Tuesday, September 23, 2008

Thoughts: Sigur Ros @ Massey Hall, 9.22.08

Surprise to no one, Massey Hall was packed to the rafters tonight with fans eager to welcome back dreamy Icelandic quartet Sigur Ros, currently touring in support of a record with a very long title I cannot pronounce.

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The nice thing about living in this city is that it allows me to get some culture whilst indulging in my laziness. No matter how much I loved the act, I could very rarely muster the energy to endure two border crossings, currency exchanges or [if the Palace is involved] an hour drive on American freeways. Hopping the Yonge line for fifteen minutes is much preferable.

The night started with fellow Icelanders Parachutes and honestly, the less said about them, the better. That's probably not fair, if I had seen them in any other context, I would likely have thought they were amazing. But the band is so clearly influenced by the act they're opening for, it just felt like Sigur Ros-lite. At one point I actually zoned out to the point where I was thinking about hamburgers. Not even because I wanted one, that's just what came to mind.

By 9.00 the main attraction had taken the stage, alone. One of the notable details about this particular outing is that Sigur Ros has been touring without any additional instrumentation. No string section, no horn section, just the band.

The decision to tour on their own means the setlist takes on a distinctly rockier, guitar-centric feel, spanning a decent selection of each of the band's four major-label albums [sorry diehards, I didn't catch any Von selections tonight]. Old favourites like Ny Batteri [with its percussion-controlled lighting rig] worked flawlessly with new songs like Inní Mér Syngur Vitleysingur, all tinkly piano and throbbing backbeat.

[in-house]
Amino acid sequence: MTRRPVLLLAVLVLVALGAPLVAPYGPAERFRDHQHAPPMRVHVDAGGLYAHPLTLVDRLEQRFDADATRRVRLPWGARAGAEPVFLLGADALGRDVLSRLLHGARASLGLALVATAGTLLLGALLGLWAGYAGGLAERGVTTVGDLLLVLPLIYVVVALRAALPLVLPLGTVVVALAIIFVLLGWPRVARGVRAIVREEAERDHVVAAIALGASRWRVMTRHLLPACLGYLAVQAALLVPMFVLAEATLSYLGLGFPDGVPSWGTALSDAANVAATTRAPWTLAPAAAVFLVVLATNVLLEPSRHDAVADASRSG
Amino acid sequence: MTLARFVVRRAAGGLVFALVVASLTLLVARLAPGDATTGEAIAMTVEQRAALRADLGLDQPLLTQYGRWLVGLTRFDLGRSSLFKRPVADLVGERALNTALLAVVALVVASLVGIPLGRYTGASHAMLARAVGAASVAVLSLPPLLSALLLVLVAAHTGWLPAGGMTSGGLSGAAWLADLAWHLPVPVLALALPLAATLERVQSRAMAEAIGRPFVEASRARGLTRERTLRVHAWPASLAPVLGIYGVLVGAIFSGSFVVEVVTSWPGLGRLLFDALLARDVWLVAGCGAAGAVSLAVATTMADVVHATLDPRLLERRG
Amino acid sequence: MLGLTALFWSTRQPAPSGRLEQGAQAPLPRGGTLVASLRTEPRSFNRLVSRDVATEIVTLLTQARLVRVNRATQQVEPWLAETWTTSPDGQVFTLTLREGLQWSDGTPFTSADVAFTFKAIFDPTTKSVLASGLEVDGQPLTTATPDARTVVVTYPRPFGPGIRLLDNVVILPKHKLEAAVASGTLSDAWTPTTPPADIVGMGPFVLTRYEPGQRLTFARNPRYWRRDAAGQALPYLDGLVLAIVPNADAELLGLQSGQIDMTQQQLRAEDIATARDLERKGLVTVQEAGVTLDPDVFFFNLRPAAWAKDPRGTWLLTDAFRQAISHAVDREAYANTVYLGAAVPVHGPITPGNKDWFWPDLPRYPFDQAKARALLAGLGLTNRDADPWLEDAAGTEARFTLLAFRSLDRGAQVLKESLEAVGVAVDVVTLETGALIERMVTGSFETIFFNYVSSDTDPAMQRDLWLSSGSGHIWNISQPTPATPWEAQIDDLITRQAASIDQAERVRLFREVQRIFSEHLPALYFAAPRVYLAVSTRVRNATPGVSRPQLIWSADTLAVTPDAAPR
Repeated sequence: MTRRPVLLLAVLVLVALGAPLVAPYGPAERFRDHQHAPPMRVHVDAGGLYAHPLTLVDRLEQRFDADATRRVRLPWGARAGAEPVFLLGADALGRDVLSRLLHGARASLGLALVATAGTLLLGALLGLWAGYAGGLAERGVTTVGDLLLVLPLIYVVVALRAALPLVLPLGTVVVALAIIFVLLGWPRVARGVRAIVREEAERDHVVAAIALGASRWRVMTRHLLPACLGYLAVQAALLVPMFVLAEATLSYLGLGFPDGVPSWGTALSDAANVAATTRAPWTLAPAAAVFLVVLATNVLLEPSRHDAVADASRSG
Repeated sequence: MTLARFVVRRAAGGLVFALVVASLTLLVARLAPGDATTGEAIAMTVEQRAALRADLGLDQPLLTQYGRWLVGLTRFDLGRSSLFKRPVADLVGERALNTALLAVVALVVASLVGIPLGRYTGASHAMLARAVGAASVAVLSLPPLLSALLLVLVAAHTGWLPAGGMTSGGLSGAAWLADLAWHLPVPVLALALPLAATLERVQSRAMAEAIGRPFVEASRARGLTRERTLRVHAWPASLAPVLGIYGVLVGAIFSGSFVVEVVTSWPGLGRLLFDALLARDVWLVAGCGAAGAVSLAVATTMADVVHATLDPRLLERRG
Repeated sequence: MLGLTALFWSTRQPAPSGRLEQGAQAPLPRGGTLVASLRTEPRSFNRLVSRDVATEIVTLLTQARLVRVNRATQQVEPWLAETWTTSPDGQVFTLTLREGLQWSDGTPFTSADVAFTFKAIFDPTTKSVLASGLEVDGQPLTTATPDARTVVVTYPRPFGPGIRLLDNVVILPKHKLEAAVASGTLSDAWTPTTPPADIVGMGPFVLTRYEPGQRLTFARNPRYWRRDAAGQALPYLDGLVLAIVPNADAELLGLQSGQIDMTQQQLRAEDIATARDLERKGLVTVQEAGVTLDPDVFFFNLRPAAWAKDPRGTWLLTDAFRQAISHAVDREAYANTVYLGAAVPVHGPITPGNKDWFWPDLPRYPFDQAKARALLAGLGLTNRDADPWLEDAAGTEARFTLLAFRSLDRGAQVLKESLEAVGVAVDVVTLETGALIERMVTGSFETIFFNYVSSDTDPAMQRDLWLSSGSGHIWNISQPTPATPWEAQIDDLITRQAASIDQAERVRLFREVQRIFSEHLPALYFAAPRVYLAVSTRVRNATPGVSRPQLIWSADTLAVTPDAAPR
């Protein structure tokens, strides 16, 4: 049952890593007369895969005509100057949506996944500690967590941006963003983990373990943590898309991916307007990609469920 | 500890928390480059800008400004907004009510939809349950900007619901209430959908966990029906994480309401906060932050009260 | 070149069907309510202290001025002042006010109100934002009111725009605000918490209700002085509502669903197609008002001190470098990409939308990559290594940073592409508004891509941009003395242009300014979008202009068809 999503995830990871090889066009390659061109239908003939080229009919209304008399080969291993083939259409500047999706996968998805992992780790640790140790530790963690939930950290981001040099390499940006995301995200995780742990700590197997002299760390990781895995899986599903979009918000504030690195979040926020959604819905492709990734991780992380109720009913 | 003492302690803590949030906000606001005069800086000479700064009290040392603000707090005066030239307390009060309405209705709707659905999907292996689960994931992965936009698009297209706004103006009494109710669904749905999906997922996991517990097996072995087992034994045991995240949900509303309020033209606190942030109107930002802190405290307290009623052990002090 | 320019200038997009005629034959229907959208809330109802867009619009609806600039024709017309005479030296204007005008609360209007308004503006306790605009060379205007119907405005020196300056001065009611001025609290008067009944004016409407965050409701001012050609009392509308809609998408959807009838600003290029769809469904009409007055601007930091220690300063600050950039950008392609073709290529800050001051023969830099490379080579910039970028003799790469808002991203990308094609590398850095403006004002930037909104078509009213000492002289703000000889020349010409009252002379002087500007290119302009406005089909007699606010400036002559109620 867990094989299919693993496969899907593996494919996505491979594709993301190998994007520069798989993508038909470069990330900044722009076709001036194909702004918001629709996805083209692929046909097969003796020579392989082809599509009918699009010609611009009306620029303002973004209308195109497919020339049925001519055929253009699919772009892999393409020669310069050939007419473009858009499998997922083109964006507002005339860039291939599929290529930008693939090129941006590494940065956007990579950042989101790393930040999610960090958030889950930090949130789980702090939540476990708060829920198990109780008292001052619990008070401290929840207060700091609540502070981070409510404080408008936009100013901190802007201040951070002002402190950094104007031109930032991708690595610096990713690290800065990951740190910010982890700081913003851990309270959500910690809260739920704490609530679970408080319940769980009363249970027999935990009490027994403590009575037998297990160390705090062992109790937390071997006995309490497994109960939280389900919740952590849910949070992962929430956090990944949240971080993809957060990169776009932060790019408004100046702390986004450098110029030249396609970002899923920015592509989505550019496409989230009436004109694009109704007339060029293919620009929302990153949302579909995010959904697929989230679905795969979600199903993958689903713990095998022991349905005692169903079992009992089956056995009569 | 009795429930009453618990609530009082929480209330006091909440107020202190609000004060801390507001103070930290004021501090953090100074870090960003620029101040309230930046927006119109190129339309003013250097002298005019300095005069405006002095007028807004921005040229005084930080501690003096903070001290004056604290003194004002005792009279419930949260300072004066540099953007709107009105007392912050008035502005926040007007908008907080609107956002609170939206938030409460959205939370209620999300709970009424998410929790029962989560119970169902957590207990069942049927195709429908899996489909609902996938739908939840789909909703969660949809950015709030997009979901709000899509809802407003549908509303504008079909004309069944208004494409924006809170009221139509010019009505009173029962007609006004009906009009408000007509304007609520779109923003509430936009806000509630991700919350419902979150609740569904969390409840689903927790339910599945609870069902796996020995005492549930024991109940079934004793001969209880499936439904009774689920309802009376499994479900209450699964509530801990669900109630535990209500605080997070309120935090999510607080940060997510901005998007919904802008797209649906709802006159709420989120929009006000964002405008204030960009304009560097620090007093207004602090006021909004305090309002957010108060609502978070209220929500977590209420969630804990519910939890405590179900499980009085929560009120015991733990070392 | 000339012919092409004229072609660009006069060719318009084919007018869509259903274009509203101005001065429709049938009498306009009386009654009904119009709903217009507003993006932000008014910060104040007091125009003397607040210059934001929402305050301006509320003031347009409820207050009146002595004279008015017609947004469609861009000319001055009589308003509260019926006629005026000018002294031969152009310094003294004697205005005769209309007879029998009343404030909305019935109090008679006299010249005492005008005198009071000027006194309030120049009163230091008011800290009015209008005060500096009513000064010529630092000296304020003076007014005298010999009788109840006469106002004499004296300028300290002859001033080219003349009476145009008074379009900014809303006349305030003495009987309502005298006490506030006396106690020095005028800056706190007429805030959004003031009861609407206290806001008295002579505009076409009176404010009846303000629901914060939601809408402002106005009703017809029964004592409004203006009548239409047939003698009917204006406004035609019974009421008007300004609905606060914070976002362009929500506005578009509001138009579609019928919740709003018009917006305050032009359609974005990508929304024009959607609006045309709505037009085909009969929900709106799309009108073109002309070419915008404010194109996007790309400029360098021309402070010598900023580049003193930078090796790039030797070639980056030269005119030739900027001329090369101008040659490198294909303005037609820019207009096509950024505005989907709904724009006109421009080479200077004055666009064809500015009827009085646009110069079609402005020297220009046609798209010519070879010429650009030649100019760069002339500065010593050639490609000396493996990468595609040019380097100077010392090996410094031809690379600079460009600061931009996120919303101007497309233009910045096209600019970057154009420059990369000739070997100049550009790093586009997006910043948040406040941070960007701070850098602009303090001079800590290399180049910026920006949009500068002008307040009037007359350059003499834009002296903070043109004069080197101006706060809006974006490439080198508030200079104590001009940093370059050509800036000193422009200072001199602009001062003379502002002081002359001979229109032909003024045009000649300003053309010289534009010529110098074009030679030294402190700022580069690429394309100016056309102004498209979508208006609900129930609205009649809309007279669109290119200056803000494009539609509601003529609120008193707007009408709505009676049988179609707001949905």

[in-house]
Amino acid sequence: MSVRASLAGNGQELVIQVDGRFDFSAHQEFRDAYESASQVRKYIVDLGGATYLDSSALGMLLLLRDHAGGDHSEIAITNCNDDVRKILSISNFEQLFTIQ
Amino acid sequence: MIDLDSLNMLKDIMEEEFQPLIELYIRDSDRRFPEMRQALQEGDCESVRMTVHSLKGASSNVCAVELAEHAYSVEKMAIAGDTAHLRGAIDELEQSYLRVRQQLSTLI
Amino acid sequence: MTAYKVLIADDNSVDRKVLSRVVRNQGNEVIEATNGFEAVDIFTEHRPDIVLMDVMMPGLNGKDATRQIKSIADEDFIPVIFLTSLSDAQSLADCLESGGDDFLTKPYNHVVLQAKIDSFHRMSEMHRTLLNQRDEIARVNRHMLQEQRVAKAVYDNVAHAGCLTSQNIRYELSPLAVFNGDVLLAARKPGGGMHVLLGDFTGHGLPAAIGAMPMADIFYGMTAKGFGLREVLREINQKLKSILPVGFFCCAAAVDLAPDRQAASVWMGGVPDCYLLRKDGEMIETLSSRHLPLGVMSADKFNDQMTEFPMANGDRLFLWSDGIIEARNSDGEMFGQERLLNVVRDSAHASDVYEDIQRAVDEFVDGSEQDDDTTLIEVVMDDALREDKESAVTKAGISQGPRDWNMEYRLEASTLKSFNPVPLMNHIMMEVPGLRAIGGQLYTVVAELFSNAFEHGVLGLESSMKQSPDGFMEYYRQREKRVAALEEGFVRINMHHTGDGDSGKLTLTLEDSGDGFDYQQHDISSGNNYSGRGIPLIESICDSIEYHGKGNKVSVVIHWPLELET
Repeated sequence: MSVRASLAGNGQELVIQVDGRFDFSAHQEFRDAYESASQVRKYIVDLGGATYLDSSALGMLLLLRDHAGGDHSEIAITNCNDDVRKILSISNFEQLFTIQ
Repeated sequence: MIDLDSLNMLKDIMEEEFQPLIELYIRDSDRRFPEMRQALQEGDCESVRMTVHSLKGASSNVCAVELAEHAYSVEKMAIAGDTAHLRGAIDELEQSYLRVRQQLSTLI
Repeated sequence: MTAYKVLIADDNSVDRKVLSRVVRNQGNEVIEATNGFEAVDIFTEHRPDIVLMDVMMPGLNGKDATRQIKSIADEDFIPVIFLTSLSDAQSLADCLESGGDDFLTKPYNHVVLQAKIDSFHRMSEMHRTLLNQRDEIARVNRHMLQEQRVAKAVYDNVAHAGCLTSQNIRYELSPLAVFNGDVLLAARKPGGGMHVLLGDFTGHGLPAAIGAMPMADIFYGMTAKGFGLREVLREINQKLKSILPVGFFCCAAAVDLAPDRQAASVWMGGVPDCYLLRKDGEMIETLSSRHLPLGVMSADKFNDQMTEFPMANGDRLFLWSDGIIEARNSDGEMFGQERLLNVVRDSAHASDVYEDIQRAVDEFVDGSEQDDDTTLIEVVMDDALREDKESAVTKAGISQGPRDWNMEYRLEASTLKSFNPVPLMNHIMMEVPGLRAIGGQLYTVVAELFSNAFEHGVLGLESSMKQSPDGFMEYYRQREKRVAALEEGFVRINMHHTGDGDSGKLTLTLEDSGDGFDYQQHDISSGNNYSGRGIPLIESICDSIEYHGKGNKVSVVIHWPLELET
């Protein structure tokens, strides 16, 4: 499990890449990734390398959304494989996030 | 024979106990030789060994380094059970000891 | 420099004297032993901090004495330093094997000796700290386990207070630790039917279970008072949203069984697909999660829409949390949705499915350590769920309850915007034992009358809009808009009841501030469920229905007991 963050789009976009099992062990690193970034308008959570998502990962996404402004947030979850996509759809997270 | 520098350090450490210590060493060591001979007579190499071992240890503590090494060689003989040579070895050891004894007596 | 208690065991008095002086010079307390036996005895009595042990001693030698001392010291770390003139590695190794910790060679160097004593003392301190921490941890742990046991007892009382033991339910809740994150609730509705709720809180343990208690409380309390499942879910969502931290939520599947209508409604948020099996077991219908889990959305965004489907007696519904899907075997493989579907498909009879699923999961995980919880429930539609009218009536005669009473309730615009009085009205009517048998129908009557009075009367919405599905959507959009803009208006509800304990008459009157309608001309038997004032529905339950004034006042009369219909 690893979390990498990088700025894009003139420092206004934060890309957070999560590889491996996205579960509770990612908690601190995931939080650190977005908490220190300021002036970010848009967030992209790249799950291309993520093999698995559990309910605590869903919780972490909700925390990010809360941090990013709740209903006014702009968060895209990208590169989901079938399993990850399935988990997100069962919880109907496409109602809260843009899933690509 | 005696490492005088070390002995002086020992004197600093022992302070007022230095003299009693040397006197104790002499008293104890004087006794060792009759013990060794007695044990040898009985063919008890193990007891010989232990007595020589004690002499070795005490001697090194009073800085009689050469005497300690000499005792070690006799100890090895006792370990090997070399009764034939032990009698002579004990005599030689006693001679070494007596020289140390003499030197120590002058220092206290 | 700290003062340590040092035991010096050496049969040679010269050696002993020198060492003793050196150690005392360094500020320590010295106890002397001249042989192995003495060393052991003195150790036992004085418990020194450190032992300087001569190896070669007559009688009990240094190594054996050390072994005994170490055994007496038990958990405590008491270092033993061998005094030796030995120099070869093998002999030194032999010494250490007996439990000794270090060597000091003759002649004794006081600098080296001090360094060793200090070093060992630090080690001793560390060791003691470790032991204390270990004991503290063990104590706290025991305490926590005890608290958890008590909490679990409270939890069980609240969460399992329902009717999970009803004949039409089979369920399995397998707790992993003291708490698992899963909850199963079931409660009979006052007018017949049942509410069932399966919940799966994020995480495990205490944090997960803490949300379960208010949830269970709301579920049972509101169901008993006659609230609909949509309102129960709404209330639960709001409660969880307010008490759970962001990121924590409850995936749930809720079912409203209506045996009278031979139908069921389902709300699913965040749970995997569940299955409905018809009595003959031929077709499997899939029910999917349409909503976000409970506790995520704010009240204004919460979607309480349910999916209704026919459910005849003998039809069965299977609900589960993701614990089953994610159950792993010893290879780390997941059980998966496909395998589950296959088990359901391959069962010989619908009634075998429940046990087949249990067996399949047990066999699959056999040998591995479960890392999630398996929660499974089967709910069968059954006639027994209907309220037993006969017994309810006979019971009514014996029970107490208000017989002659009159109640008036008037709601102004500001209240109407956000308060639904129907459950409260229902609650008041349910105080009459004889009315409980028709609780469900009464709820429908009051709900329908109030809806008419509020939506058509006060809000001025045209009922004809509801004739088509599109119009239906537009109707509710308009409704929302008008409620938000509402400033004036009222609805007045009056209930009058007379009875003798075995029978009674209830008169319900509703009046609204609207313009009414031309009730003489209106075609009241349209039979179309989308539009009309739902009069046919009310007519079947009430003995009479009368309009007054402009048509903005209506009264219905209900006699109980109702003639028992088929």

While I was enthralled for the entirety of the show, I didn't feel totally connected to it until the end portion. Saeglopur [from 2005's Takk] has long been my favourite song by the band, so to finally hear it start up live was enough to move me to tears. Surprisingly, the band then moved directly into Popplagid from (), which has been the show closer for years. After building the song's tension for over six minutes before bursting in a wash of feedback, the crowd didn't know what they could do for an encore. The answer, wisely, was to move in the totally opposite direction, bringing out the acoustic guitars for a two song encore of Illgresi and Gobbledigook, both from the new album.

The joyous rhythms of Gobbledigook, which brought Parachutes back to the stage playing marching drums, and the entire audience clapping along, was transcendent. By the time an unexpected cannon of confetti exploded over the unsuspecting Massey Hall crowd, it was impossible not to be amazed at how something as simple as a three minute song can totally transform you.

If you're catching the show tonight in Detroit, to say you'll enjoy it is a gross understatement.

Massey Hall security was running everyone amok for trying to film, so my videos, while sounding angelic, aren't much to look at. Bug me if you want one that bad, I'll throw it on YouTube until they take it down.


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